Our View...Turn up the heat!
These are strange and unusual times. The snowdrifts keep piling up, the temperature keeps dropping and the prices of heating fuel are basically out the roof. And all this, it seems, comes at a time when we can least afford it.
We’ve all heard the horror stories — half a fill of fuel oil at $500, a tank of propane at nearly $1,000, electric companies shutting off the heat on their dual fuel customers in the midst of the coldest days of winter, and the cost of firewood soaring to unparalleled heights.
It’s kind of ironic, because not all that long ago our greatest headache was the rising price of gas at the pumps….
With no real relief from this winter’s cold weather in sight, it's gone beyond something we just like to complain about. Good folks are having to cut into their life’s savings just to heat their houses, and then often only at minimal levels in order to conserve fuel.
The state recently announced that its propane reserves have fallen to dangerously low levels. Politicians have jumped on the bandwagon to try to turn things around before it’s too late. Efforts are underway to assist low income families cover the cost of heating fuel, and those are to be applauded.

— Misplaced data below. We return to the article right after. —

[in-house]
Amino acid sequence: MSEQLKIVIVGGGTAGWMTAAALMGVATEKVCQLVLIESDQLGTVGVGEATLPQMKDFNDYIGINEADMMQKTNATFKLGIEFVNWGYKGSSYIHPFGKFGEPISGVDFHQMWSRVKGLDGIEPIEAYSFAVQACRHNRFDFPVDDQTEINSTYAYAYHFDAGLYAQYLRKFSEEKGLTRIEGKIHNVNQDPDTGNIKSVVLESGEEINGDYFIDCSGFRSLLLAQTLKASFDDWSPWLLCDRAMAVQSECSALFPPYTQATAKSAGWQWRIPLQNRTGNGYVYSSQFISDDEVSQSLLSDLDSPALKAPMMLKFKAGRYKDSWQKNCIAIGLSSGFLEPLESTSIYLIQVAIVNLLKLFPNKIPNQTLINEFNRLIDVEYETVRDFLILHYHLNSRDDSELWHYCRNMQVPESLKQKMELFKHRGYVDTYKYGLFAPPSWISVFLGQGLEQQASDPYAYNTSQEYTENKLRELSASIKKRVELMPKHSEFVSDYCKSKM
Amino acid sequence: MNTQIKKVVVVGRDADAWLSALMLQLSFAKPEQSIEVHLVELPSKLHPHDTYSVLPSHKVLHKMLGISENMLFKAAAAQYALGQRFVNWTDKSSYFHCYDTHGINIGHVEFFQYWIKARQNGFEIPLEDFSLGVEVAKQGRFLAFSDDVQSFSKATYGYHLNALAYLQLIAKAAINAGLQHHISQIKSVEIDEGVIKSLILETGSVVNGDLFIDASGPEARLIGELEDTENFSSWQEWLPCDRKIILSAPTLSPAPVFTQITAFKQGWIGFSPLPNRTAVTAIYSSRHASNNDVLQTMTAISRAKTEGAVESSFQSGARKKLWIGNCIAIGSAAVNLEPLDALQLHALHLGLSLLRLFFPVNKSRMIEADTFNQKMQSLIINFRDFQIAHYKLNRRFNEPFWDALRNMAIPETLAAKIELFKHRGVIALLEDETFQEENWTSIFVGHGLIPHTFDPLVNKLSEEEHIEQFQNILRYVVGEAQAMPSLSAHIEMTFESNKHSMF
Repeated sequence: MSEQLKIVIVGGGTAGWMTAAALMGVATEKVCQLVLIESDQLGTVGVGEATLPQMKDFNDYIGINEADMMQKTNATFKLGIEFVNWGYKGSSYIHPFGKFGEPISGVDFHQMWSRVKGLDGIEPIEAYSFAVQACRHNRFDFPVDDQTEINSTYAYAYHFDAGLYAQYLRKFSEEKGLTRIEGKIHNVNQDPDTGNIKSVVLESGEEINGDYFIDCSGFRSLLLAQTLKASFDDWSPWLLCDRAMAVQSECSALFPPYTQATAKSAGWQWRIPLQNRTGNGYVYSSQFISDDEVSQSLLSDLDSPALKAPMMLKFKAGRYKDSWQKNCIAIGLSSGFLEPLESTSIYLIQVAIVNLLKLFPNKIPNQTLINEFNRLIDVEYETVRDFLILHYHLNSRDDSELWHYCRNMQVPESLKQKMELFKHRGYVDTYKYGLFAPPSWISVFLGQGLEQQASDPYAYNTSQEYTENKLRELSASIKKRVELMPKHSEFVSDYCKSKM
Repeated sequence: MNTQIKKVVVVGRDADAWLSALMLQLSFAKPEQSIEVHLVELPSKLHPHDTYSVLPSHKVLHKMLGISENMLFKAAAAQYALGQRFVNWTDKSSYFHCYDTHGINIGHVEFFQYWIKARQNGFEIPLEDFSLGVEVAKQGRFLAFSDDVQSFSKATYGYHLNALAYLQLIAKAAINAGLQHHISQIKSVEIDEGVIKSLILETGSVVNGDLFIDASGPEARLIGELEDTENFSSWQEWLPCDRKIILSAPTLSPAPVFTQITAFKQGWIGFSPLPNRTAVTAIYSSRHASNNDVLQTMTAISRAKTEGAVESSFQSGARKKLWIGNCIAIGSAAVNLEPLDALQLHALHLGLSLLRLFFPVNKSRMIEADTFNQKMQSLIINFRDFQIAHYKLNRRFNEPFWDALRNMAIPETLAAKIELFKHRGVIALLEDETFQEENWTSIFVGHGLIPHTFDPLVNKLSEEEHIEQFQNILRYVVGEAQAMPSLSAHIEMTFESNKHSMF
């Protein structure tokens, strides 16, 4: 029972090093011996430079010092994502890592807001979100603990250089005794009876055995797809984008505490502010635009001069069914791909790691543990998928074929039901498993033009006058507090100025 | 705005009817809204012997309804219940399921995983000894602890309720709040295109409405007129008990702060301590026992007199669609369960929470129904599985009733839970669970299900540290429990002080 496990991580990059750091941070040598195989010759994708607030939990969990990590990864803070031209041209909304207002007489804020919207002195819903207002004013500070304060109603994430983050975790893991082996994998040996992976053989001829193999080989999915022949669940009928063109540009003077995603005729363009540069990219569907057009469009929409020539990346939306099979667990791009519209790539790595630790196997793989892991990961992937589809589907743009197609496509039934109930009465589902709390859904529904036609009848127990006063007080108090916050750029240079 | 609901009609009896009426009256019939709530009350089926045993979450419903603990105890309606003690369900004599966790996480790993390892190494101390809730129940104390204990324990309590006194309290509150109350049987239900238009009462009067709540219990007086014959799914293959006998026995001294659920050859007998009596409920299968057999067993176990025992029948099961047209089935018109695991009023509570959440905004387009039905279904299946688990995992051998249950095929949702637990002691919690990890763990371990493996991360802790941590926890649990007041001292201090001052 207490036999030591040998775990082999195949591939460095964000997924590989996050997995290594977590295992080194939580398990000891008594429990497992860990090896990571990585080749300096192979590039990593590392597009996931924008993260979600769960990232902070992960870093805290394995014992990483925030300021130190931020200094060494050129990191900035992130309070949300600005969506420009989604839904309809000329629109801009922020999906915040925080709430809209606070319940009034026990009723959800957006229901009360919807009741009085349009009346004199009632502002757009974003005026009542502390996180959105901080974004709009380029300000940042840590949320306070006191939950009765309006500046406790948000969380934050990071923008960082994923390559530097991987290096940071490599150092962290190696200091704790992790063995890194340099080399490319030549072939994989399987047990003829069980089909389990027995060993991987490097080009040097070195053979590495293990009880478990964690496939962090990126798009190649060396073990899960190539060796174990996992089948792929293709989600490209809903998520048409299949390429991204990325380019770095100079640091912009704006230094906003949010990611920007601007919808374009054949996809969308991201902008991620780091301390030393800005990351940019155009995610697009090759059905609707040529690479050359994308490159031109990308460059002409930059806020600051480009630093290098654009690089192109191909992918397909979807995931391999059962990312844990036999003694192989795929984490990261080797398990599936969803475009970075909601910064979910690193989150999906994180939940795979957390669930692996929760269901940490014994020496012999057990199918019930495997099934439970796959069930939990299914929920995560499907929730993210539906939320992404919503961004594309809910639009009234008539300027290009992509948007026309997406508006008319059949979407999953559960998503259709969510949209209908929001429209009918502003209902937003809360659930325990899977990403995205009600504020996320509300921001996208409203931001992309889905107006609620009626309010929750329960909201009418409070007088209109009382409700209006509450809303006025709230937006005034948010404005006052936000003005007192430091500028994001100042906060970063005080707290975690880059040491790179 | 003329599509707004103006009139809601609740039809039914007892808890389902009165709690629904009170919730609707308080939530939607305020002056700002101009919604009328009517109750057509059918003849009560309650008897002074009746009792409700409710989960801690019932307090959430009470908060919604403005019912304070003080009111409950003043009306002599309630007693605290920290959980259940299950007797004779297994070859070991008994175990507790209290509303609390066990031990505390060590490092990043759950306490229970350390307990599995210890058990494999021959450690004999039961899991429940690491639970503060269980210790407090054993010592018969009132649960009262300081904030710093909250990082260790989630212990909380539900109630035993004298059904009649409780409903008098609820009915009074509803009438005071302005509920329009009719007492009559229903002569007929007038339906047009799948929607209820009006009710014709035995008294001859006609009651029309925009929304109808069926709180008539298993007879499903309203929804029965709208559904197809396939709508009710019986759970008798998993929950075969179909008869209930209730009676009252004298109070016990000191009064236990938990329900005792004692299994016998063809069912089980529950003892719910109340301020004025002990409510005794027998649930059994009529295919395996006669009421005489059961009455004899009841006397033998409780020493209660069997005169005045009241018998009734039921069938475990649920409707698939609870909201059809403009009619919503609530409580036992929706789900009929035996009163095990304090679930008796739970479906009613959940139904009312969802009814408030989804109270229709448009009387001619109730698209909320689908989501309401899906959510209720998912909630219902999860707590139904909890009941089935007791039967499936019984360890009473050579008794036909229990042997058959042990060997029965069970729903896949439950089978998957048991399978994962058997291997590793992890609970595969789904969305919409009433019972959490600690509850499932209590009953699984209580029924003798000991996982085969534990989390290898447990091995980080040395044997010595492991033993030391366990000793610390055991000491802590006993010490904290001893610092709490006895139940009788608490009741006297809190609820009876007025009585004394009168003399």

The Governor has also announced he will try to make more public places available to those who are displaced from their homes due to lack of heat. But think about it — there’s a much greater price that may have to be paid if that happens. If homeowners can’t afford to keep their houses heated, or if the fuel supply should fall short before the end of this overly long winter, those houses stand to suffer staggering losses. An unheated house won’t last long in this cold. Pipes will freeze and burst, and anything in the house that is perishable or otherwise vulnerable will soon be ruined.
And now, the latest concern — rumors that some fuel companies are allegedly taking advantage of the crisis and artificially inflating fuel prices to customers who rent tanks from them and are forced contractually to buy their fuel through that company.
Let’s hope none of these fears become reality. Let’s back our state’s efforts at breaking down the roadblocks to fuel accessibility and support efforts to prevent price gouging at a time when such a practice could virtually cripple many. And if you’re not the type to lobby politicians or take a public stand, please keep an eye on your neighbors and make certain they’re doing OK. A cozy home and a warm bed aren’t guaranteed to anyone, but we can certainly do our best to take care of one another. It’s the way our ancestors faced bitter winters on the plains, and it’s the way we Minnesotans will once again make it through a bitter winter.